Its Fall: What Can I Expect As Far As My Childs Allergies?

Last updated on May 17th, 2018 at 04:42 pm

fall allergies - runny noses and itchy eyesWe are currently in the middle of the allergy season created by ragweed. We had thought we had made it through the spring and summer allergy season with our immune system health in good shape when all of a sudden it seems to return with a vengeance: watery, itchy eyes, constantly clear runny itchy nose, clearing your throat and trying in vain to scratch the back part of your palate with the back of your tongue. Here we are again, but in the spring/ summer seasons this was due to trees and grass. Every season has its own list of usual suspects to create allergy symptoms.

The end of summer and beginning of fall sees the end of the ragweed season and the onset of more indoor things to spark the symptoms of allergy. When families start to close up their homes for the colder weather to come, many allergens are trapped indoors such as molds and dust. Many people are allergic to just these factors, made worse by the onset of school and the ability of children to begin bring home the “bug of the week”. Colds human growth hormone hgh growth hormone become more frequent and the onset of asthmatic symptoms add to the coughs, runny noses and itchiness, along with such factors as spending more time indoors with your furry pets. The leaves are beginning to fall and the wind is beginning to whip the leaves around and fragment them causing a different kind of dust.

Added to that, as families begin to turn the heat on in their homes, two things happen; all the dust that has collected in the ducts now is blown into the indoor environment to mix with all the other allergens and the indoor air begins to dry out. This potpourri of particles is just about everywhere, just waiting to irritate your respiratory tract if you happen to have allergies.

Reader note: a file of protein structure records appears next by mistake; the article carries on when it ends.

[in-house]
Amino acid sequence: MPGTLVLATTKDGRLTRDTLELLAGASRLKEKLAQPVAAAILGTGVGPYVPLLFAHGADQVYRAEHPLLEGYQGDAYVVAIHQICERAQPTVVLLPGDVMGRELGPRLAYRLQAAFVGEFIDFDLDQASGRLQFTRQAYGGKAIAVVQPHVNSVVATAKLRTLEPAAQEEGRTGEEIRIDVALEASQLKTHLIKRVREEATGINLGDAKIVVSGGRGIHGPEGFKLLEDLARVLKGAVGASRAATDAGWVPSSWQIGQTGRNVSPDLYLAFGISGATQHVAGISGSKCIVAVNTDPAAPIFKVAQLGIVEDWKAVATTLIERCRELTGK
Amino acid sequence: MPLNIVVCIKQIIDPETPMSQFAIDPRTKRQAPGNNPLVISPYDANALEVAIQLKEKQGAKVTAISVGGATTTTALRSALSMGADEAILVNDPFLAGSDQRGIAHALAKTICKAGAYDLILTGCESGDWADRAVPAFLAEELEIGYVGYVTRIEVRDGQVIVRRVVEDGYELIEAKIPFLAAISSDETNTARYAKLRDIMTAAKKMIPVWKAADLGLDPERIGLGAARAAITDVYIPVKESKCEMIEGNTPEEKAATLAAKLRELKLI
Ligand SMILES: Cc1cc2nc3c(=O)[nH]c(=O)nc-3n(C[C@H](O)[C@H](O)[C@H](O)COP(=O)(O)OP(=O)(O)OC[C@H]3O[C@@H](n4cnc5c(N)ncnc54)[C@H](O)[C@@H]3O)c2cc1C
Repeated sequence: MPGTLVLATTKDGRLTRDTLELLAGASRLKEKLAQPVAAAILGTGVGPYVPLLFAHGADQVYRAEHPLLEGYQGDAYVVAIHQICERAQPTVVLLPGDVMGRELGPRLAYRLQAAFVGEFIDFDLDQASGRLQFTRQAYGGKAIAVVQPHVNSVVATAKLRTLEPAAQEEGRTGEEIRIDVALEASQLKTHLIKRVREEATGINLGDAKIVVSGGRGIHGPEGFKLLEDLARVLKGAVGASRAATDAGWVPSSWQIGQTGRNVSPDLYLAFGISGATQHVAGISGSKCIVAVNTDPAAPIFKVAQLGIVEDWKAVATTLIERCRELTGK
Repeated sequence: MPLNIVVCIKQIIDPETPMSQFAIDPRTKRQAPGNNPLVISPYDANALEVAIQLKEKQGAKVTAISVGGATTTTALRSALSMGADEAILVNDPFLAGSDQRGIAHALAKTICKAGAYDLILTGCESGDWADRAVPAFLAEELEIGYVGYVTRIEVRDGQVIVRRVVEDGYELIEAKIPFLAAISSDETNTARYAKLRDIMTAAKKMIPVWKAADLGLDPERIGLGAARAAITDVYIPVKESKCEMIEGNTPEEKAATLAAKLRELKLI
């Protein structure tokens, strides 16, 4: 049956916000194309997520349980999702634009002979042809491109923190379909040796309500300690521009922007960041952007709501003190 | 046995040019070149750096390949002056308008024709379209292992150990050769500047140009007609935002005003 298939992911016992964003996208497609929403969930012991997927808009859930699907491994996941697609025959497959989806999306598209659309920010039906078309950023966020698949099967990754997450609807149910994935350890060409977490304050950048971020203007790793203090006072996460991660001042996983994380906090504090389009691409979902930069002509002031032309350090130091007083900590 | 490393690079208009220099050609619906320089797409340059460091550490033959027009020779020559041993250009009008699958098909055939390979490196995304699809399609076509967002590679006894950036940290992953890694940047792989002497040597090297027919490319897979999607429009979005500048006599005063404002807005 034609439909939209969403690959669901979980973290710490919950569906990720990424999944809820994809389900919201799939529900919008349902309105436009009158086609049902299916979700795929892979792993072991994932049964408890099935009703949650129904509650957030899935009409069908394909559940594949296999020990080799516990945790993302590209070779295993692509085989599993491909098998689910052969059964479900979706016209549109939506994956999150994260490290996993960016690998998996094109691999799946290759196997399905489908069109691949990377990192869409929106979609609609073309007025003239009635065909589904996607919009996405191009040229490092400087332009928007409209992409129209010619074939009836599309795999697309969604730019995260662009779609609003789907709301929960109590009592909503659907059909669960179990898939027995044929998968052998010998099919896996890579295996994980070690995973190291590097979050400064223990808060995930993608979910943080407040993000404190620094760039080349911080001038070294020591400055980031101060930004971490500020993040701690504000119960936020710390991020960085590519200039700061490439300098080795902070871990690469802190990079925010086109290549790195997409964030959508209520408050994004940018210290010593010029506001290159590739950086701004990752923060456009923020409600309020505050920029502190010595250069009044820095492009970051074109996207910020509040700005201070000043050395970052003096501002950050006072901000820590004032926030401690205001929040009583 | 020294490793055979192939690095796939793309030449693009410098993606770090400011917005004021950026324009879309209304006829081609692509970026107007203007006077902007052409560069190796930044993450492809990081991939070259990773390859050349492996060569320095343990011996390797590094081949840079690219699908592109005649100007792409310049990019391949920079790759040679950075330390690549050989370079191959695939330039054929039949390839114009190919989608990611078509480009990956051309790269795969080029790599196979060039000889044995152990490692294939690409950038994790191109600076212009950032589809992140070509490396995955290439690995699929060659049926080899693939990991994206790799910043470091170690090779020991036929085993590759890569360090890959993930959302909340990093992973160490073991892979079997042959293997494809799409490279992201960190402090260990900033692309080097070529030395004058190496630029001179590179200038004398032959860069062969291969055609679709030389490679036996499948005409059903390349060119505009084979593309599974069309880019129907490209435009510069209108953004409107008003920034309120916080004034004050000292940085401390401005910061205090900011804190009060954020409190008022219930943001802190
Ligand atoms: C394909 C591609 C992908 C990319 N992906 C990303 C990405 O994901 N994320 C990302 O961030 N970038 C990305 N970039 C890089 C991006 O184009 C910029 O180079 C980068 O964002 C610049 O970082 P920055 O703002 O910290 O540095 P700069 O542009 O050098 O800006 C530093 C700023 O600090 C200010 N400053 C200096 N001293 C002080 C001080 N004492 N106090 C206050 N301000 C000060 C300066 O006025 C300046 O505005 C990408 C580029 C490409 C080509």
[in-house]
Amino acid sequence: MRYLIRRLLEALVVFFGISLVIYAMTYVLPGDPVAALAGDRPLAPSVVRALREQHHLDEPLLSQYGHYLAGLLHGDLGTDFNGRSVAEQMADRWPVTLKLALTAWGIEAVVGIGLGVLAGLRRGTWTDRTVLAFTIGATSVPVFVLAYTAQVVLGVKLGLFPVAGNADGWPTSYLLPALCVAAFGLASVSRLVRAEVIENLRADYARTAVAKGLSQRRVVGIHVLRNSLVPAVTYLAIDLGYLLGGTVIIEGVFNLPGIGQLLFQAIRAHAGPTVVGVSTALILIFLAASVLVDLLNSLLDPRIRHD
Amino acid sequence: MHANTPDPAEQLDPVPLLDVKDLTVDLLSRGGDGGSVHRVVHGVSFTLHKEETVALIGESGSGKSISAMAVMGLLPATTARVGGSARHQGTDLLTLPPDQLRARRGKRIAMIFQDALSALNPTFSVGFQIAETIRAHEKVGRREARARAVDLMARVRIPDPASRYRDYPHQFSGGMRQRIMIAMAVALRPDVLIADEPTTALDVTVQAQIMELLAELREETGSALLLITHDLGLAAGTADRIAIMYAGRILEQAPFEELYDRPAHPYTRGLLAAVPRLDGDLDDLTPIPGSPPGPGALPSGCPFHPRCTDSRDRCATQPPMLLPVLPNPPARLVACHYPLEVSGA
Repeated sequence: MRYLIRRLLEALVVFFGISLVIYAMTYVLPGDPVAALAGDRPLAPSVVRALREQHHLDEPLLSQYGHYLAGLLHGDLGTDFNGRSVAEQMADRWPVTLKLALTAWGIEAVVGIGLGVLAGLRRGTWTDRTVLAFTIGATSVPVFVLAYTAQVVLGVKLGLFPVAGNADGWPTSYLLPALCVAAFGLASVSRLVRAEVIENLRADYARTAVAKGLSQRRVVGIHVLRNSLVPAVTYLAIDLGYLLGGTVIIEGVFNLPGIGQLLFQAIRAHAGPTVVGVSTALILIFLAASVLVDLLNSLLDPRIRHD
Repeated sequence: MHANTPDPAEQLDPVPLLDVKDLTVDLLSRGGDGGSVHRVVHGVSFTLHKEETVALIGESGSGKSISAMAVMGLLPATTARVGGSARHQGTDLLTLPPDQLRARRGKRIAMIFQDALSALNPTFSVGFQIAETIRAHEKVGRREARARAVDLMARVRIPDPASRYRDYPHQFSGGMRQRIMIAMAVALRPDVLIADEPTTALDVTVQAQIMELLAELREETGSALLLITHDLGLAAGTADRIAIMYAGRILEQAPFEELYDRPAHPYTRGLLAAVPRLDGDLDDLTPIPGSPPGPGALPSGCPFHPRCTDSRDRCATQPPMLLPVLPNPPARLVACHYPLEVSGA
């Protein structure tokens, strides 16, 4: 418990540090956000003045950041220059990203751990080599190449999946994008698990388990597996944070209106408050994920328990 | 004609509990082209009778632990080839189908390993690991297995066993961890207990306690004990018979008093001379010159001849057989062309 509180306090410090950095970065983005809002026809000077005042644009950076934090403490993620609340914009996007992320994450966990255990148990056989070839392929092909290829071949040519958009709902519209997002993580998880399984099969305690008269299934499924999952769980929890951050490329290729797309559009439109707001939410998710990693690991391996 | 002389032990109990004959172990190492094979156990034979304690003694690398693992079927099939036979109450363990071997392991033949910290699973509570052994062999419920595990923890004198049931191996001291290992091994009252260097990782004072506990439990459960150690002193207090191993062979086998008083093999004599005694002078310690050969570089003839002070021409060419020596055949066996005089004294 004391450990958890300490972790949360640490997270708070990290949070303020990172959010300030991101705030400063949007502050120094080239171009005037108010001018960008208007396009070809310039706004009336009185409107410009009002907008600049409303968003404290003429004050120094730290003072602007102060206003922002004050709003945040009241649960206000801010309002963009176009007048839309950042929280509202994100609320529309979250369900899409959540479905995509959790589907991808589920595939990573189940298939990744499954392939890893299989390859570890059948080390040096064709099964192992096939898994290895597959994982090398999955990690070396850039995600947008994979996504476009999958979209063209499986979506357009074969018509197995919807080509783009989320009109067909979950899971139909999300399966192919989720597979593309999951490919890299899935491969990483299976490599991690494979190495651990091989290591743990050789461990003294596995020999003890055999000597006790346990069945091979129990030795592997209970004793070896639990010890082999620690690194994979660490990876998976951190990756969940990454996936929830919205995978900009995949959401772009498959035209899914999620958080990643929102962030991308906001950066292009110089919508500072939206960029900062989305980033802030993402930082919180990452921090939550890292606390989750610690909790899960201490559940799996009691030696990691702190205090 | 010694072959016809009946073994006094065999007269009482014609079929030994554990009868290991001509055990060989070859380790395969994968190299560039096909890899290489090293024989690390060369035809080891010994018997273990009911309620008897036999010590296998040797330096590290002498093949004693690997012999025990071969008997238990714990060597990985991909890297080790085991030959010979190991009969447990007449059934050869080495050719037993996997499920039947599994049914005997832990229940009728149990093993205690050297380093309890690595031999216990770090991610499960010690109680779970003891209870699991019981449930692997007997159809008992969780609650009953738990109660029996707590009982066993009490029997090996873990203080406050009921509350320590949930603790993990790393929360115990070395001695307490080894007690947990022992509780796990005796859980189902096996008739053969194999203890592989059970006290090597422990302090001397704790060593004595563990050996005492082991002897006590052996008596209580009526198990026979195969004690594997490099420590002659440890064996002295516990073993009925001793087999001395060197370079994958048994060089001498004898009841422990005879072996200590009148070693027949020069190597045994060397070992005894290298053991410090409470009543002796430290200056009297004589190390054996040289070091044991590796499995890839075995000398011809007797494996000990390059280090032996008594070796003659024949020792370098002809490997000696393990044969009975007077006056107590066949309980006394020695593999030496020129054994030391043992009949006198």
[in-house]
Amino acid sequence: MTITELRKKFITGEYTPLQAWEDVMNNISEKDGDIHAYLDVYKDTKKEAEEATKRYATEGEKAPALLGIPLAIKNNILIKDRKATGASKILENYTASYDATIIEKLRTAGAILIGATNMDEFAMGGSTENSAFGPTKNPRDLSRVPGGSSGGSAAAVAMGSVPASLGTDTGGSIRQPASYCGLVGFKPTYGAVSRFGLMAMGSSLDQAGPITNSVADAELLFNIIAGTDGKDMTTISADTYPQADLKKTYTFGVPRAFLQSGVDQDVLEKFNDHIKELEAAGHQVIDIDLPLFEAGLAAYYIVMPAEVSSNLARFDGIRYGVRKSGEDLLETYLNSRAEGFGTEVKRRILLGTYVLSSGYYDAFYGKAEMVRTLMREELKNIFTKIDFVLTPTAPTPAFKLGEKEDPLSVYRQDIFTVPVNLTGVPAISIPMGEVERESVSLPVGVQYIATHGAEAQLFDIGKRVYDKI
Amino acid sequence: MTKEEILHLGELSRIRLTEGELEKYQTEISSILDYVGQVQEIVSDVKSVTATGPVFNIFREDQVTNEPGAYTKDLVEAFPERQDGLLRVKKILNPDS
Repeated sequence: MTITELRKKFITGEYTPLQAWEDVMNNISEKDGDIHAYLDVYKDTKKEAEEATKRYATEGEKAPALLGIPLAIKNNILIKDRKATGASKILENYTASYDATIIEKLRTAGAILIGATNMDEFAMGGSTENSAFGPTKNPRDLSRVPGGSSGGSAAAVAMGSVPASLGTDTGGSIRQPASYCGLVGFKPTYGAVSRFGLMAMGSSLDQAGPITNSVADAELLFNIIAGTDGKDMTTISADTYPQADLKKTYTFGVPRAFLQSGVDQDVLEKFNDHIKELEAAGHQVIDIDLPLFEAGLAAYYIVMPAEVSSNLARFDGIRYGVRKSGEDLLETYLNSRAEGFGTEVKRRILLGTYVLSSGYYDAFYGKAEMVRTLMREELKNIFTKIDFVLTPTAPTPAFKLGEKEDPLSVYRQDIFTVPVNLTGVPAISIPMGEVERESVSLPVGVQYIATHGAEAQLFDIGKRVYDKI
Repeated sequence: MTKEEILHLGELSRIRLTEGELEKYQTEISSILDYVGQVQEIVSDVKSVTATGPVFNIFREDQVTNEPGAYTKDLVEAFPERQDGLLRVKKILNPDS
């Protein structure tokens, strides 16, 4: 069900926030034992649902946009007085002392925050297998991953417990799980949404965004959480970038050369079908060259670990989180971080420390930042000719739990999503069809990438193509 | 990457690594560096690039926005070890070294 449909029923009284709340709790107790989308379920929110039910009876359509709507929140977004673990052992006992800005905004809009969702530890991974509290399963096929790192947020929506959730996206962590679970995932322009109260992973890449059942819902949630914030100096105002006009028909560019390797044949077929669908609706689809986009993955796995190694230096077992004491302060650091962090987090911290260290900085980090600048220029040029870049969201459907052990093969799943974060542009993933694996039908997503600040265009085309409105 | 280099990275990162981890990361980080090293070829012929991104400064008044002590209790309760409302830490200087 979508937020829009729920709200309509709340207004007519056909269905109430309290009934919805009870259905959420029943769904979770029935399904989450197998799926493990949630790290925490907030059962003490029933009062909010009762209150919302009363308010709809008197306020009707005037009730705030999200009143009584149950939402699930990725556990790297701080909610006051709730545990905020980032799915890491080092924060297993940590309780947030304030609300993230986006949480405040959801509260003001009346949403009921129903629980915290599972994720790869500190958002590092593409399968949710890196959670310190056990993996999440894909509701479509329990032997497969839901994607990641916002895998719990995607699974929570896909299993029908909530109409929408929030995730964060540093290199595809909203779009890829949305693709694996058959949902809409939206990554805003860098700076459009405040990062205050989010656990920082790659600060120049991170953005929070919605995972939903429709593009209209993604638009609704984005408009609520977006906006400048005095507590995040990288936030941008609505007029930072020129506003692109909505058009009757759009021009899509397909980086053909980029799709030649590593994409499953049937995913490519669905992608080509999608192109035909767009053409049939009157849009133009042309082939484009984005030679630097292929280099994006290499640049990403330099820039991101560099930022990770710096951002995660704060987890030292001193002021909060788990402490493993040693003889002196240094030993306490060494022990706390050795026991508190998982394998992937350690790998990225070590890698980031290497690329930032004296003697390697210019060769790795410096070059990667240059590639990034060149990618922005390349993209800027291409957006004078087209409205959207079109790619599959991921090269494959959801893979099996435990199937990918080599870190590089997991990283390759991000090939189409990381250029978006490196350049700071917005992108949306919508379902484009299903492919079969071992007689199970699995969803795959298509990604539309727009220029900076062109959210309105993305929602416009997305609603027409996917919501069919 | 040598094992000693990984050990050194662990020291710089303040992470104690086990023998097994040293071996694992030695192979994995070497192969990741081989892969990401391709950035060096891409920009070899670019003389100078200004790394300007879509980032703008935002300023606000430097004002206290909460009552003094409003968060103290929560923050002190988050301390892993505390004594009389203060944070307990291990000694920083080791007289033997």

The symptoms of allergic problems do not necessarily change with the seasons and probably the same medications your Doctor recommended in the Spring will also be effective, but if you have difficulty controlling the problem, get in touch with your healthcare provider – they can help you make sure your children are not bothered with these symptoms in school.

About the Author

Dr. Joseph Skoloff received his undergraduate degree from the University of Pennsylvania and his medical degree from The Jefferson Medical College in Philadelphia. He is a past Vice Chairman of the Department of Pediatrics, a past Chairman of the Infection Control Committee at the Loudoun Hospital Center and a Fellow of the American Academy of Pediatrics. In his 41 years as a practicing pediatrician he has kept hundreds of kids and families healthy and safe and plans to continue to do so for years to come. Dr. Joe believes strongly in the combined power of parent and physician working together for the health of their children. He is an advocate for children everywhere and and adheres strongly to the principles of the American Academy of Pediatrics.Dr Joe is a member of the PedSafe Expert team

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